Now as they went on their way, Jesus entered a village. And a woman named Martha welcomed him into her house. And she had a sister called Mary, who sat at the Lord's feet and listened to his teaching. But Martha was distracted with much serving. And she went up to him and said, “Lord, do you not care that my sister has left me to serve alone? Tell her then to help me.” But the Lord answered her, “Martha, Martha, you are anxious and troubled about many things, but one thing is necessary. Mary has chosen the good portion, which will not be taken away from her.” (Luke 10:38-42)


I realize how backwards my mind is wired. My worldliness makes me value what I contribute to society. I wonder, "How productive have I been today?" And I bring this same value system into my relationship with God. I'm perpetually guilty of being distracted doing things "for God" rather than sitting at the Master's feet. If I look back I have to admit this has been an ongoing struggle. I'm reminded of a time when God spoke to me through the late Christian singer/songwriter Rich Mullins.

We all want to be useful to God. Well, it's no big deal. God can use anybody. God used Nebuchadnezzar. God used Judas Iscariot. It's not a big deal to be used by God and the shocking thing in the book of Mark, and the reason why it is so shocking is because Mark is the briefest of all the gospels but he has these terrific little details and one of the little details is that it says, "and Jesus called to Him those that He wanted." And you realize that out of the twelve people that He wanted, only one was essential to His goal in coming to earth. The other eleven people were useless to Christ but they were wanted by Christ. And I kind of go, I would much rather have God want me than have God use me.


I pray that you are sheltering well in place and are finding a way to be alone with our Savior.

-Irving Chung

October 21, 2020

Dear Home of Christ family,

I pride myself on being pretty strong.  Things don’t really affect me too much.  But I will admit, this has been a difficult month for me. 


At the beginning of the month, our dog Reimi needed surgery.  It was a completely normal and common procedure which our vet assured us was done all the time.  But for some reason, our dog developed minor complications with the procedure.  Nothing drastic, but it certainly caused anxiety within my heart.

And while she was still recovering, I developed diverticulitis – a condition marked by a sudden onset of abdominal pain.  At the time, I wasn’t sure what it was, and once again, it caused quite a bit of anxiety within my heart.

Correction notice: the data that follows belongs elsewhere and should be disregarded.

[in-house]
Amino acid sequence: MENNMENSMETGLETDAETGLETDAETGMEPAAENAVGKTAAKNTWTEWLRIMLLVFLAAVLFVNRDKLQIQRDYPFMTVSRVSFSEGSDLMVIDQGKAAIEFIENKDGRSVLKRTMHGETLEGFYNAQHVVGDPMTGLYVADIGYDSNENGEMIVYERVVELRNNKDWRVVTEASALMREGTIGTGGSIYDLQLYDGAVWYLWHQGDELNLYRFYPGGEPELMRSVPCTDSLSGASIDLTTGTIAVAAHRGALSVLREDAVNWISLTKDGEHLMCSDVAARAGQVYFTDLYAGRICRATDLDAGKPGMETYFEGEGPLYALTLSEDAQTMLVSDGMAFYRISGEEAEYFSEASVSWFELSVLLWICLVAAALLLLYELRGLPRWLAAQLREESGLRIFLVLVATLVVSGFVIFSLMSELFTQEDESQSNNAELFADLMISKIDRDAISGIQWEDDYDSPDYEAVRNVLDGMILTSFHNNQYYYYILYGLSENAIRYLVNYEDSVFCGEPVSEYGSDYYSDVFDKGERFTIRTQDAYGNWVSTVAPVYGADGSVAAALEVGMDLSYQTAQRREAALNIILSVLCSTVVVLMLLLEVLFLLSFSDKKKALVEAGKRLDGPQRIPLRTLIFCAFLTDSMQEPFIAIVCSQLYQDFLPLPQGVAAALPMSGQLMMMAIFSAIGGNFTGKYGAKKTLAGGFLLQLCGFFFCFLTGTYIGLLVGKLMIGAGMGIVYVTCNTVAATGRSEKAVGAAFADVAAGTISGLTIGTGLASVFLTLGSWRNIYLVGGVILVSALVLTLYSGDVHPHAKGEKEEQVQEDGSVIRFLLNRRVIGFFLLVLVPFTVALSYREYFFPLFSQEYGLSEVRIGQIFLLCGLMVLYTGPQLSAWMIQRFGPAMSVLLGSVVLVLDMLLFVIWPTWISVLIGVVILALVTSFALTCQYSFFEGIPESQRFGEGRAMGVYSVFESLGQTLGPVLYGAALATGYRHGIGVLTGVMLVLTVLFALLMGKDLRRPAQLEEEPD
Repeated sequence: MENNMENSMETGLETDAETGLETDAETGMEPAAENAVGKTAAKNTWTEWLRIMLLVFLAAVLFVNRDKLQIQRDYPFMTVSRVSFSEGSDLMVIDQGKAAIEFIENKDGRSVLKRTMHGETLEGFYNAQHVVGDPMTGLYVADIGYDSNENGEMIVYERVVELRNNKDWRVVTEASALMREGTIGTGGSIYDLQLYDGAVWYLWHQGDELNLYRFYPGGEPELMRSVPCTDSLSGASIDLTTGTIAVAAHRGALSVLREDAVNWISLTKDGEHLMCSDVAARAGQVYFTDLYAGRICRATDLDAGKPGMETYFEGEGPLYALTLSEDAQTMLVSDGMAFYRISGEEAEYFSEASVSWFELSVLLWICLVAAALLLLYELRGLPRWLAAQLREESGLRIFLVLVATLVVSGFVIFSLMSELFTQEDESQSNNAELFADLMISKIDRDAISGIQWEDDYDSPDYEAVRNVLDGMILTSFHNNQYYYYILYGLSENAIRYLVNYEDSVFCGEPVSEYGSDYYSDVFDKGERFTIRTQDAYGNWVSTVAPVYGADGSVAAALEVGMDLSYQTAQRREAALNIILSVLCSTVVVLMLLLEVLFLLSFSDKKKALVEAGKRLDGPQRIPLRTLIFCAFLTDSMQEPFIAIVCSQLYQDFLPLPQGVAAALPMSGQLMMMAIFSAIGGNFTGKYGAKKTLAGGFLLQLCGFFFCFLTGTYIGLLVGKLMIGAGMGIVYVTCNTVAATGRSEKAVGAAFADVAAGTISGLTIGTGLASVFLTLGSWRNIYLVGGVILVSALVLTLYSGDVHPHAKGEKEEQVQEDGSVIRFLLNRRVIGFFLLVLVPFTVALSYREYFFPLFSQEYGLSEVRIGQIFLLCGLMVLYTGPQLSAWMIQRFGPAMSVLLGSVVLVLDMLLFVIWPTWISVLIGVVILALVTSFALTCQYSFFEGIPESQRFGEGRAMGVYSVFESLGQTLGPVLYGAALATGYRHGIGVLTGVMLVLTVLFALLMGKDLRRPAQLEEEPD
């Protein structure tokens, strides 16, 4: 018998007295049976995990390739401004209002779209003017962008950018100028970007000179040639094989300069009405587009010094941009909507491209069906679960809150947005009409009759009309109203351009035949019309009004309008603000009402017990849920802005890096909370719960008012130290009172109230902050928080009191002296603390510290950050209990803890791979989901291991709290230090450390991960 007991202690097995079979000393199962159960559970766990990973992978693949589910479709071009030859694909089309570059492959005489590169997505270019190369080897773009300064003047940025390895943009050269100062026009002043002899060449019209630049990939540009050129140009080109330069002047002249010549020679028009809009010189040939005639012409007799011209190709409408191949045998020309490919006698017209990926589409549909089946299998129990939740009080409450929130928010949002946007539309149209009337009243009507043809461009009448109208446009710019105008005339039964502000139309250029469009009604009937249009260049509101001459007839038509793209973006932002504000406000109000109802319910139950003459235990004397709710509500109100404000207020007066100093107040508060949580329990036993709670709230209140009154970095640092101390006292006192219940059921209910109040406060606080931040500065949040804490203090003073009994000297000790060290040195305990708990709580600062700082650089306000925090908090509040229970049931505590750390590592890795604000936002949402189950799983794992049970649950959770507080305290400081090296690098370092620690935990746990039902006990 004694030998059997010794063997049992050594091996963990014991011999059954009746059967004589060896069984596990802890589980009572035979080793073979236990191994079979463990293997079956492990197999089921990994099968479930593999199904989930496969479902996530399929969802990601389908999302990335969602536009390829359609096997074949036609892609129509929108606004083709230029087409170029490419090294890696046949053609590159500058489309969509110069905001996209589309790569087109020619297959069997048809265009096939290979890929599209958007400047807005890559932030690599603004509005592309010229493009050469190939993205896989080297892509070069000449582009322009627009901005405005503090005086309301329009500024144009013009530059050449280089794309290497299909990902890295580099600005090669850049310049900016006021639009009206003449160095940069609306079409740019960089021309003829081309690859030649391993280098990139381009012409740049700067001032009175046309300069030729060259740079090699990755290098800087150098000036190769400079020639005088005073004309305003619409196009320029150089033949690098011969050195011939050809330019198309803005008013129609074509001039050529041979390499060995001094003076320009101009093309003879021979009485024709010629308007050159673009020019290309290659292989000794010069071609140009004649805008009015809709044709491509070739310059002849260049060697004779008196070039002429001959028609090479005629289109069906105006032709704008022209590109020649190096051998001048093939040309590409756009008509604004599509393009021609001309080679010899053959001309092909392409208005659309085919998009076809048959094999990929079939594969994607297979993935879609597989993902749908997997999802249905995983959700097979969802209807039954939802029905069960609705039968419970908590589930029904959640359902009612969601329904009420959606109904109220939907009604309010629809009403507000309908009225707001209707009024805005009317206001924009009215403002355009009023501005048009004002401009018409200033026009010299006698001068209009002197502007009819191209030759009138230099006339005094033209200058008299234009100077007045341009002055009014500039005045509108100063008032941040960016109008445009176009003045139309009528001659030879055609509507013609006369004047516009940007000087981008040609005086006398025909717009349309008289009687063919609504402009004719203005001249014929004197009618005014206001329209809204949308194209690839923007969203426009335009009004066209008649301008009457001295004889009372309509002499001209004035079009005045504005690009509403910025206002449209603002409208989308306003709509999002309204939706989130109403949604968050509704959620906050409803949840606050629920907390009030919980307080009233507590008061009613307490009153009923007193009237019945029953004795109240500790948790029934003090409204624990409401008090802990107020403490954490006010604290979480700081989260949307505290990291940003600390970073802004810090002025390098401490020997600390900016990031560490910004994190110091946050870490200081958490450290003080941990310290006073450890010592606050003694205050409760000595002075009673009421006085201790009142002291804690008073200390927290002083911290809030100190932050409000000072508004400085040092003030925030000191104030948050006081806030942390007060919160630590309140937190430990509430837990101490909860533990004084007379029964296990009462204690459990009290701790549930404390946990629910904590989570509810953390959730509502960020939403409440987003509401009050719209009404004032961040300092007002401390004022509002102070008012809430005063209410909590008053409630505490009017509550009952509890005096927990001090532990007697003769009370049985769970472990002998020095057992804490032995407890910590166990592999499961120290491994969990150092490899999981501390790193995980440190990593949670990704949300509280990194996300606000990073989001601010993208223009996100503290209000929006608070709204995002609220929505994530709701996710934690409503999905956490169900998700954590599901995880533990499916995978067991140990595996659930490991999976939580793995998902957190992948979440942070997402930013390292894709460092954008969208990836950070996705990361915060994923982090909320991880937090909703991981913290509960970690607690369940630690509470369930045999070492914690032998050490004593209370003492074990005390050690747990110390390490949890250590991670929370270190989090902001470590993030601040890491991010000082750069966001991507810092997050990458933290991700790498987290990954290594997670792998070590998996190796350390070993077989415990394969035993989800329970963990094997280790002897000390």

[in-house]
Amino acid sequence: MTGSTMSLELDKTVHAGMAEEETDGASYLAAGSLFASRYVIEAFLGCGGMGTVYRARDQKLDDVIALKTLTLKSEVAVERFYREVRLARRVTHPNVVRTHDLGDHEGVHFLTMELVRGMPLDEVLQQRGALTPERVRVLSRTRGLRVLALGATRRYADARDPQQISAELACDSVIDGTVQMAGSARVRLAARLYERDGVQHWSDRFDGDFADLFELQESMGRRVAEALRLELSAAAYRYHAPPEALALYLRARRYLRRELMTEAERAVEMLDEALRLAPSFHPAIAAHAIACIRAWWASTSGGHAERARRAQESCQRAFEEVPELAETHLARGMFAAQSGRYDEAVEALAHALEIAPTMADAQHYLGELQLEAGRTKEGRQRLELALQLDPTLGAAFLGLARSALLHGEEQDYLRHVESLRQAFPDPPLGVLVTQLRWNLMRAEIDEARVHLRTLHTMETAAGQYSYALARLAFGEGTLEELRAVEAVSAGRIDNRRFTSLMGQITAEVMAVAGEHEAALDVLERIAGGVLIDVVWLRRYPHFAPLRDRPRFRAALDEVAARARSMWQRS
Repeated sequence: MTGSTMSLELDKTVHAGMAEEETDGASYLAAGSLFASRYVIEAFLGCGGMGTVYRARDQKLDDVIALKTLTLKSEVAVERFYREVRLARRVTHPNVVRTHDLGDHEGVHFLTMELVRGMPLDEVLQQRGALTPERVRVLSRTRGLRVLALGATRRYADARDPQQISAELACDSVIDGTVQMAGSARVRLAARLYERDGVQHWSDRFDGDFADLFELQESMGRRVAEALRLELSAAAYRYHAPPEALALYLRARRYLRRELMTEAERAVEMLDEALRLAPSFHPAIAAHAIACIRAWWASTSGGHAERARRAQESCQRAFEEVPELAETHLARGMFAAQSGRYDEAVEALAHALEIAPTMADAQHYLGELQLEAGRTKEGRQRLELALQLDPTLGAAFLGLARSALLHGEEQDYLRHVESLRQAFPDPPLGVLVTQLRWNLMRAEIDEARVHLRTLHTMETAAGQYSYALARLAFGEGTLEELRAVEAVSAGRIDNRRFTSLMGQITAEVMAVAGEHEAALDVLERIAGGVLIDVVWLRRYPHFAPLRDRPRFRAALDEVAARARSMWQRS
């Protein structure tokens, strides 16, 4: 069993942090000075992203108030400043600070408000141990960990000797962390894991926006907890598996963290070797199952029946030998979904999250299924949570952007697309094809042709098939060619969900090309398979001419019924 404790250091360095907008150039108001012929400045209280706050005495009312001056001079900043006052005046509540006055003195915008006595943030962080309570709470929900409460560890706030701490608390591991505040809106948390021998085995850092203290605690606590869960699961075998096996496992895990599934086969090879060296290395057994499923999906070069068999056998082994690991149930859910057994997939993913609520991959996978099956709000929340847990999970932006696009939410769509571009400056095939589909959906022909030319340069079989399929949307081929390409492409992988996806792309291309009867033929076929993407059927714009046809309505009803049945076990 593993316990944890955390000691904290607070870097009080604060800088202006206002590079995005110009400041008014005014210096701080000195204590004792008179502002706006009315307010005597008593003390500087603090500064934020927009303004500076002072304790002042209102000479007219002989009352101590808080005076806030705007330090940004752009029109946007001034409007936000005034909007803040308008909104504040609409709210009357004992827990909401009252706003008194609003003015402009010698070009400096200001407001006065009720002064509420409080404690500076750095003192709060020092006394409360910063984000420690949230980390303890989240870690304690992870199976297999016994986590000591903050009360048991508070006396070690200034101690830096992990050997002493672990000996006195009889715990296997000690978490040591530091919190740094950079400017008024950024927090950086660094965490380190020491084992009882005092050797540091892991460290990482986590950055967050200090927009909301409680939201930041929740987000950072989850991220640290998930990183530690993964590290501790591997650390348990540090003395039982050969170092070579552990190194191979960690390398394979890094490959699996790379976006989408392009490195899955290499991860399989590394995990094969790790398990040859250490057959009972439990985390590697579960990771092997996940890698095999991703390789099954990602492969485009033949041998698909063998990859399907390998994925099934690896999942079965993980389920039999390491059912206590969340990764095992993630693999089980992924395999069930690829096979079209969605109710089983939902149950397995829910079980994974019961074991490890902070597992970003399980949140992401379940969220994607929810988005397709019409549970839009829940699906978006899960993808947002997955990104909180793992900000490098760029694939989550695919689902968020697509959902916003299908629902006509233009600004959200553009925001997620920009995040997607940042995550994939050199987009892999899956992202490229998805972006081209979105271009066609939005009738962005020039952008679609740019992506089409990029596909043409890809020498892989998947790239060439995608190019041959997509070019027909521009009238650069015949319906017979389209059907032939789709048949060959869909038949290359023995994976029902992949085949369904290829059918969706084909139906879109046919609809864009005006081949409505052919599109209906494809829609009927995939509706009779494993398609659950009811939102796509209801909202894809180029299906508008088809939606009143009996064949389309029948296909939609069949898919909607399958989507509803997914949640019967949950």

It wasn’t simply the pain in my abdomen that triggered all of these anxieties – it was the cumulative impact of Covid, of experiencing people’s loss and grief during this time, of the divisiveness in our country and the uncertainty of our future.  Oh, and it’s the murder hornets.


I am thankful to report that all is well, with both Reimi and myself, but I realized once again how weak and frail I truly am, and I am not as strong as I thought I was.

That’s why these words of God to Paul as he relays them to the church in Corinth is so encouraging to me.

 But he said to me, “My grace is sufficient for you, for my power is made perfect in weakness.” Therefore I will boast all the more gladly of my weaknesses, so that the power of Christ may rest upon me.

2 Cor 12:9

I’m almost embarrassed to compare my trials with Paul’s.  He was beaten, flogged, left for dead, whereas, my suffering is fairly mild in comparison.  However, I’m thankful that God’s grace is sufficient for both the big and the small trials in our lives.  So embrace the broken, the weak, the frail, and let God’s power rest upon you!


Let me leave you with the words of the late Rich Mullins. 

We are frail, we are fearfully and wonderfully made

Forged in the fires of human passion

Choking on the fumes of selfish rage

And with these our hells and our heavens

So few inches apart

We must be awfully small

And not as strong as we think we are.

Thank God when we are not as strong as we think we are, his power is perfect!


-Dean Yuan

October 13, 2020

Dear HOC5 Family,

When the pandemic hit, I had just begun to experience the new freedom of finally having all the kids in school. Suddenly finding myself again tethered to their endless needs was suffocating at first, but gradually I adapted and came to appreciate the togetherness. No longer able to depend on space and quiet to preserve my sanity, I learned to cope in new ways and gained some insights along the way. 

When the kids fight, or play a wrong note during piano practice, I'm prone to jump in right away to fix the problem or correct the mistake. I am impatient for the conflict to be resolved, and for that piece of music to be mastered. But I find that if I hold myself back and wait, more often than not, they eventually figure it out themselves. They learn valuable lessons through the struggle, and I expend less energy. When I am hyper-focused on the results I desire, I forget that I am not in control, that I cannot make my kids selfless, or make them want clean floors. I can teach, encourage, and train, but I cannot change their heart. 


I find this same principle to be true as I serve and care for others in my life. As much as I want to see a family member come to faith or a friend overcome anxiety, it is the Spirit that changes hearts, minds, and lives. I cannot, by sheer effort or skill, bring about growth or lasting, internal change.